Mixology is a term used to describe the art of mixing cocktail drink recipes. According to the “Free Dictionary,” the definition of mixlogy is the study or skill of preparing mixed drinks. A mixologist is a person who mixes and invents cocktail drinks. All mixologist are bartenders, but not all bartenders are mixologists.
At American Bartending School you’ll learn to be an mixologist. You’ll learn much more than how to mix popular drinks. As a mixologist, you learn why certain liquors and mixes go together, proper garnish techniques and how to craft original signature cocktails and much more that will be the hit of your bar.
Untrained bartenders may know how to mix drinks, but most don’t know why things should or should not be done a certain way . A professionally trained mixologist knows how to consistently make a drink that taste good and is profitable for the establishment. The mixologist enjoys knowing and understanding the art and craft of mixing cocktails, studying the classics, concocting new and exotic drinks, and experimenting with new distilled spirits and mixers. It’s similar to a professionally trained chef and a short order cook.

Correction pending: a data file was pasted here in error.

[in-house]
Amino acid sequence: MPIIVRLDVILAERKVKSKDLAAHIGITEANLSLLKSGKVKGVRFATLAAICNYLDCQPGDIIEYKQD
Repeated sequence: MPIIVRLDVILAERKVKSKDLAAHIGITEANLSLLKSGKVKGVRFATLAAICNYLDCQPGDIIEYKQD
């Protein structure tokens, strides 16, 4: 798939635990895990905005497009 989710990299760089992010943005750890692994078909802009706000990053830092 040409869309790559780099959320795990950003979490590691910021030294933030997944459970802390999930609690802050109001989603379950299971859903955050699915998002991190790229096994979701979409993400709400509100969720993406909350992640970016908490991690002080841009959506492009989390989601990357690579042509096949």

In the past, a bartender took pride in making cocktail drinks that tasted and looked good. Sours, martinis, collins, margaritas, champagne cocktails, and pina coldas all used special glasses that were designed to enhance the appearance of the drink . Fresh fruit juices where used as mixers instead of powdered or commercial mixes that weakly imitate the color and taste of freshly squeezed juices. Today most drinks are served in 2 or 3 all purposes glasses that do little to enhance a mixed drink
Have you ever ordered a mixed drink cocktail and found that the taste was too strong or too weak? If you have, it’s probably because the bartender didn’t understand portion management. Adding too much or too little of a distilled spirit or mix can drastically alter the taste and characteristics of a drink.
The next time you order a drink watch the bartender prepare it. These are some simple things to be aware.
- Does he carefully measure each ingredient?
- If the drink is served in a stemmed cocktail glass, does he pre-chill the glass before pouring the drink into it
- If the drink requires shaking, does he shake enough to properly chill the drink without watering it down?
- Does he garnish the drink attractively?
- Does he ask you how your drink is after you have tasted it?
While some may argue with our definition of Mixology, the proof is in your drink.